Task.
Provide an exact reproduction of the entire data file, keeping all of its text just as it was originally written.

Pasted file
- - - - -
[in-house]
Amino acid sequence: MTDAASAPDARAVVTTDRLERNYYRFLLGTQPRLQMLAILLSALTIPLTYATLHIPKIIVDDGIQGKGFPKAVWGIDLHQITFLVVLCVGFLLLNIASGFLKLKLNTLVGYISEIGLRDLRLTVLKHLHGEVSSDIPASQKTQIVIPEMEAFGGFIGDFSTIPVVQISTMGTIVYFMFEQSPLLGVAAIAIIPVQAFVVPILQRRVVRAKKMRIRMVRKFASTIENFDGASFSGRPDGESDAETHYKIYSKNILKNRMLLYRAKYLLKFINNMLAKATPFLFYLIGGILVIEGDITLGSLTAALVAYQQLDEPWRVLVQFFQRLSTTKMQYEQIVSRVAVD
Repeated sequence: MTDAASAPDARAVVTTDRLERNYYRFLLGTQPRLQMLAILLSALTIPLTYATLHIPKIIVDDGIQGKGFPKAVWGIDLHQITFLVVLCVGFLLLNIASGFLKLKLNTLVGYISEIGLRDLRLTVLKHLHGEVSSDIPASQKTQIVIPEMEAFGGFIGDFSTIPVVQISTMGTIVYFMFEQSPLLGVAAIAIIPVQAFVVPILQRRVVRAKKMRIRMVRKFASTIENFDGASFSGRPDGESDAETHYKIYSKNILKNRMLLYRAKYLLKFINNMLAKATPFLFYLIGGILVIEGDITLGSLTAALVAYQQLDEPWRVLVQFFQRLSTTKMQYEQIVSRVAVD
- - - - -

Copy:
[in-house]
Amino acid sequence: MTDAASAPDARAVVTTDRLERNYYRFLLGTQPRLQMLAILLSALTIPLTYATLHIPKIIVDDGIQGKGFPKAVWGIDLHQITFLVVLCVGFLLLNIASGFLKLKLNTLVGYISEIGLRDLRLTVLKHLHGEVSSDIPASQKTQIVIPEMEAFGGFIGDFSTIPVVQISTMGTIVYFMFEQSPLLGVAAIAIIPVQAFVVPILQRRVVRAKKMRIRMVRKFASTIENFDGASFSGRPDGESDAETHYKIYSKNILKNRMLLYRAKYLLKFINNMLAKATPFLFYLIGGILVIEGDITLGSLTAALVAYQQLDEPWRVLVQFFQRLSTTKMQYEQIVSRVAVD
Repeated sequence: MTDAASAPDARAVVTTDRLERNYYRFLLGTQPRLQMLAILLSALTIPLTYATLHIPKIIVDDGIQGKGFPKAVWGIDLHQITFLVVLCVGFLLLNIASGFLKLKLNTLVGYISEIGLRDLRLTVLKHLHGEVSSDIPASQKTQIVIPEMEAFGGFIGDFSTIPVVQISTMGTIVYFMFEQSPLLGVAAIAIIPVQAFVVPILQRRVVRAKKMRIRMVRKFASTIENFDGASFSGRPDGESDAETHYKIYSKNILKNRMLLYRAKYLLKFINNMLAKATPFLFYLIGGILVIEGDITLGSLTAALVAYQQLDEPWRVLVQFFQRLSTTKMQYEQIVSRVAVD